Network Computing is part of the Informa Tech Division of Informa PLC

This site is operated by a business or businesses owned by Informa PLC and all copyright resides with them. Informa PLC's registered office is 5 Howick Place, London SW1P 1WG. Registered in England and Wales. Number 8860726.

AT&T Boosts Wi-Fi Presence With 13,000 New Hot Spots

Wi-Fi hotspots represent a good way to get mobile connectivity, especially where only occasional connectivity is needed. Most every laptop sold in the past few years has an embedded Wi-Fi card today, making it much easier for people to gain access to the network. Today's 3G services require purpose-built modems and, though more manufacturers are offering integrated mini-PCI 3G cards, they're not exactly what one might call common. 3G services also usually require users to agree to monthly billed contracts (usually with a contract term of a year or two).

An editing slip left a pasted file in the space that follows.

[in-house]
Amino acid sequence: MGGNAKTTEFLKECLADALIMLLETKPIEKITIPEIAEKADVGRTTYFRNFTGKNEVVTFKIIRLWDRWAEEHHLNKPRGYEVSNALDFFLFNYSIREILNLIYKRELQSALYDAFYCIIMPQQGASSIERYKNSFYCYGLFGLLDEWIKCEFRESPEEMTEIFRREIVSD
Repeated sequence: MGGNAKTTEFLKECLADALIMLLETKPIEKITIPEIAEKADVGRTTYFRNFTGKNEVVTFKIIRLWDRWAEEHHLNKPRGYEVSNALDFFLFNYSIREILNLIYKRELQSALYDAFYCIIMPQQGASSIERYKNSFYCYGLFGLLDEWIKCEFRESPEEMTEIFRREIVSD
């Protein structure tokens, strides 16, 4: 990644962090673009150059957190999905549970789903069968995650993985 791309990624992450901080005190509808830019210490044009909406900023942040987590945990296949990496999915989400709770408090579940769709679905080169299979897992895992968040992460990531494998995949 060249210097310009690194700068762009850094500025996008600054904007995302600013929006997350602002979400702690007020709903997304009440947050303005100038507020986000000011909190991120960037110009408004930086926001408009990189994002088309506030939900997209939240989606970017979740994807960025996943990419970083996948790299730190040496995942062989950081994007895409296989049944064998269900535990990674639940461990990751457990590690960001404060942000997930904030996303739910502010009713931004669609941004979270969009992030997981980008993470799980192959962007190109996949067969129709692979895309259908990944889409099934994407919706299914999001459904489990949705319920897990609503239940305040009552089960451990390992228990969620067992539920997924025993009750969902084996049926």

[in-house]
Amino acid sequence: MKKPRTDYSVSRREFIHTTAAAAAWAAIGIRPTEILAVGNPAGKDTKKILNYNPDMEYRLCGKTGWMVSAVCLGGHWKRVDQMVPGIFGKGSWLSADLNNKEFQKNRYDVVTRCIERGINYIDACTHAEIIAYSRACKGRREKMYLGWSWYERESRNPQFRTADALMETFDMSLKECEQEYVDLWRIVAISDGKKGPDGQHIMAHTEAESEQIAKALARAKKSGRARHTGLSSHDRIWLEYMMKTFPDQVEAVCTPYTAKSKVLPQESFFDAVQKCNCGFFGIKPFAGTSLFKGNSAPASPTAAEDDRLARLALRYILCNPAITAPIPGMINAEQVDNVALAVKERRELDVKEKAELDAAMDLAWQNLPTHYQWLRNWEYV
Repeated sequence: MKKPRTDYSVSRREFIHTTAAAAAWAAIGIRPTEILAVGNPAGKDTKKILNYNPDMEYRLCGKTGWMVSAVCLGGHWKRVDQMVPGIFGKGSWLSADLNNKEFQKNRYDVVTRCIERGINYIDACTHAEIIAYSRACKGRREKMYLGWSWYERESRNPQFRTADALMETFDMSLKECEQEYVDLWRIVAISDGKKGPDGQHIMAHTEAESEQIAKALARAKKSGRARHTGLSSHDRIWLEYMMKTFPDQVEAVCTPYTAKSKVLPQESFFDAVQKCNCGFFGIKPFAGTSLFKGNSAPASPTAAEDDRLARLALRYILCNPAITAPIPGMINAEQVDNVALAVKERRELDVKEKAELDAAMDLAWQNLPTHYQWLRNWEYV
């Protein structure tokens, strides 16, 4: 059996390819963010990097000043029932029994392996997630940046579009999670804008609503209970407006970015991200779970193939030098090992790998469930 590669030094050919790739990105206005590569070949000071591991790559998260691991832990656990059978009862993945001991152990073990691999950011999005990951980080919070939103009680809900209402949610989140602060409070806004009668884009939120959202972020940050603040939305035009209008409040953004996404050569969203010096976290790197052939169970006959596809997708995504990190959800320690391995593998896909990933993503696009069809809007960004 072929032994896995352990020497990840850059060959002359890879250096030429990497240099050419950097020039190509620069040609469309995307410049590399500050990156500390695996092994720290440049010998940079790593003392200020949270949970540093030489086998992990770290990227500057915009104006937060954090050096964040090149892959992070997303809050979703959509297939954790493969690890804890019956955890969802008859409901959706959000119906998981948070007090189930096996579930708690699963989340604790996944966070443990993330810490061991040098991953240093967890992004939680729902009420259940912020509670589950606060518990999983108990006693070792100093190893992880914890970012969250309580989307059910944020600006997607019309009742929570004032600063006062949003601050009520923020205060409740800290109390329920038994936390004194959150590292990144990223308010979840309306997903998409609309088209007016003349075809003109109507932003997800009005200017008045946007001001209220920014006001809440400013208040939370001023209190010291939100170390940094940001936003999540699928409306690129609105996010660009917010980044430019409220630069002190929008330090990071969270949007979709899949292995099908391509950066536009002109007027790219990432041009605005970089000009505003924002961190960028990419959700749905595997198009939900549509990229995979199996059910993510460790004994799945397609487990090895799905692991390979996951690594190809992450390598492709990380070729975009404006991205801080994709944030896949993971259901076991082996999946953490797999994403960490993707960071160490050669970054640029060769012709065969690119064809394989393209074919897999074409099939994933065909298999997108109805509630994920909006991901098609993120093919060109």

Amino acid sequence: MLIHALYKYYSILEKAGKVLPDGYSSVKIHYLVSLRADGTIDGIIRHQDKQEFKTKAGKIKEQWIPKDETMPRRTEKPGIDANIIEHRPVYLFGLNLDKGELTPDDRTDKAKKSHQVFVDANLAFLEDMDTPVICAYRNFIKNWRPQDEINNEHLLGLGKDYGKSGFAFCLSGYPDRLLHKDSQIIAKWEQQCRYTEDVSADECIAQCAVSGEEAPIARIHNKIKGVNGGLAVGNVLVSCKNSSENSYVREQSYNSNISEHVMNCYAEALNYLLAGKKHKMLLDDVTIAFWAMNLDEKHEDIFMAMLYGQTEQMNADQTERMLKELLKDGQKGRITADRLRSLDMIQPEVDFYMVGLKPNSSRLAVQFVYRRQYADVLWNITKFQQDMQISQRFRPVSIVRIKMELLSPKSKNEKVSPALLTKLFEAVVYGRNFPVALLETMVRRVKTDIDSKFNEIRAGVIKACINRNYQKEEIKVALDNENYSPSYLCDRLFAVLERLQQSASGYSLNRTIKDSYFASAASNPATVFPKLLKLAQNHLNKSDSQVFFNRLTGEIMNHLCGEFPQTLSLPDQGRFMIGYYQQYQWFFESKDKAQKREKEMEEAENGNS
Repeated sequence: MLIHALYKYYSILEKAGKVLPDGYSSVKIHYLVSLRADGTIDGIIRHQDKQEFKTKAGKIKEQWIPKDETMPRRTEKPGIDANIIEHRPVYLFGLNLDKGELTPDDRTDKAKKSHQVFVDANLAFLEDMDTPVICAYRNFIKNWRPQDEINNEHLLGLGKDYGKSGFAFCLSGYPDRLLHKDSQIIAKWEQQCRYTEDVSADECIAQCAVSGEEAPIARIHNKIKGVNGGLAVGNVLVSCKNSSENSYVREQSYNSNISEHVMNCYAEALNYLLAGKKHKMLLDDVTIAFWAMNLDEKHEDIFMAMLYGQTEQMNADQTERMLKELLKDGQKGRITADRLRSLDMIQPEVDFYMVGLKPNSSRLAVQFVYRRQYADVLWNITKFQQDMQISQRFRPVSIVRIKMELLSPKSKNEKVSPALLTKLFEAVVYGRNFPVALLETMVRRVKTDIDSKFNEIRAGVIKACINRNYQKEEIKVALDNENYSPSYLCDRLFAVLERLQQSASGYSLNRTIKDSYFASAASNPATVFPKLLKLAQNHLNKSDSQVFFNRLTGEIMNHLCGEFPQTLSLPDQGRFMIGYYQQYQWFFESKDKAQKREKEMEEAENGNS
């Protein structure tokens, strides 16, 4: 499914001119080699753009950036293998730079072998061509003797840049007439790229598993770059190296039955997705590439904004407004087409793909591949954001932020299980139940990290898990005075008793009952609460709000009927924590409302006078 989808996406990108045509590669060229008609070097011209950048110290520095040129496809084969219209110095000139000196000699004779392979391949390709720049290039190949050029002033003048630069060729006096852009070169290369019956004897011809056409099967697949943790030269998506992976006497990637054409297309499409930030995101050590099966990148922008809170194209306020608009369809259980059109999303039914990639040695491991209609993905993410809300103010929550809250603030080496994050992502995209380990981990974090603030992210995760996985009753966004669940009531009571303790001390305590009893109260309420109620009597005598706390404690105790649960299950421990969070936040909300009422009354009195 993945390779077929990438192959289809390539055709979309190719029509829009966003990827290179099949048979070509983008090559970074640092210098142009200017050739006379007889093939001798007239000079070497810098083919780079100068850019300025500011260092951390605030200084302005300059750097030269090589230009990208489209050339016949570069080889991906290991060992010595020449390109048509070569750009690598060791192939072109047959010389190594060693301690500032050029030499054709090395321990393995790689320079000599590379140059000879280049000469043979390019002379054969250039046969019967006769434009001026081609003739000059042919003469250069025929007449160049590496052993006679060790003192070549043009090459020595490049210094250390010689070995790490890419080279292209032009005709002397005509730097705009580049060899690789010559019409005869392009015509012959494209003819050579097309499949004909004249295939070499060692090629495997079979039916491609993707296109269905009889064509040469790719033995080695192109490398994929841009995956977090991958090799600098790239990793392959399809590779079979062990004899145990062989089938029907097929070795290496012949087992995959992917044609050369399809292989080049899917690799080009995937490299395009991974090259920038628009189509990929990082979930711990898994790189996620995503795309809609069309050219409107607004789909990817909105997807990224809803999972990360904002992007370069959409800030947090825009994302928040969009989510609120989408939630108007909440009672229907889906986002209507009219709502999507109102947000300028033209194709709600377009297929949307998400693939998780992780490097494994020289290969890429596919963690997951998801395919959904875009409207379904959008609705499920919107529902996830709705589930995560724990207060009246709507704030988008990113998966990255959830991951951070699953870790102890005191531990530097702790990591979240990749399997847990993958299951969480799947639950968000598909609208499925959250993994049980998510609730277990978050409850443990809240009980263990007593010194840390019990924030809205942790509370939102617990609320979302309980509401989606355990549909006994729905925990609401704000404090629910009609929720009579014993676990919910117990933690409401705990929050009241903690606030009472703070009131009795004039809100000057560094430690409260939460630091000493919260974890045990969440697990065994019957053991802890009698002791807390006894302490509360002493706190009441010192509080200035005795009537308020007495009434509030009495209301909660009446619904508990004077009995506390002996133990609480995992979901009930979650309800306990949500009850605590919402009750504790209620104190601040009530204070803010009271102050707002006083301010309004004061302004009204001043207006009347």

On the performance side, Wi-Fi retains a performance edge over 3G broadband. Although your hot spot will be limited by whatever backhaul is connecting it, generally you'll find faster connection speeds on Wi-Fi than with cellular. (NWC's own Peter Rysavy detailed his comparative findings in his Sept. 6 Mobile Observer column). 3G really has the competitive edge in ubiqutious coverage and where carriers haven't yet deployed 3G services, 2.5G services like EDGE and 1xRTT can fill the gap.
As for security, free Wi-Fi hotspots, for the most part, don't provide anything in the way of encryption. Some paid hotspots--T-Mobile comes to mind--offer WPA support when you use their connection managers. However, enterprises should be using some sort of VPN solution to secure their remote workers, over wired or wireless connections. In most cases, a good VPN client should alleviate any security concerns.

Sean Ginevan
NWC Contributing Editor

AT&T said today it is rolling out thousands of new Wi-Fi locations and an updated version of its VPN (virtual private network) client that helps remote users securely access corporate networks over public hotspots.

AT&T's focus on Wi-Fi comes as 3G services, particularly in the United States, are at last beginning to gain traction (see analysis at right).

  • 1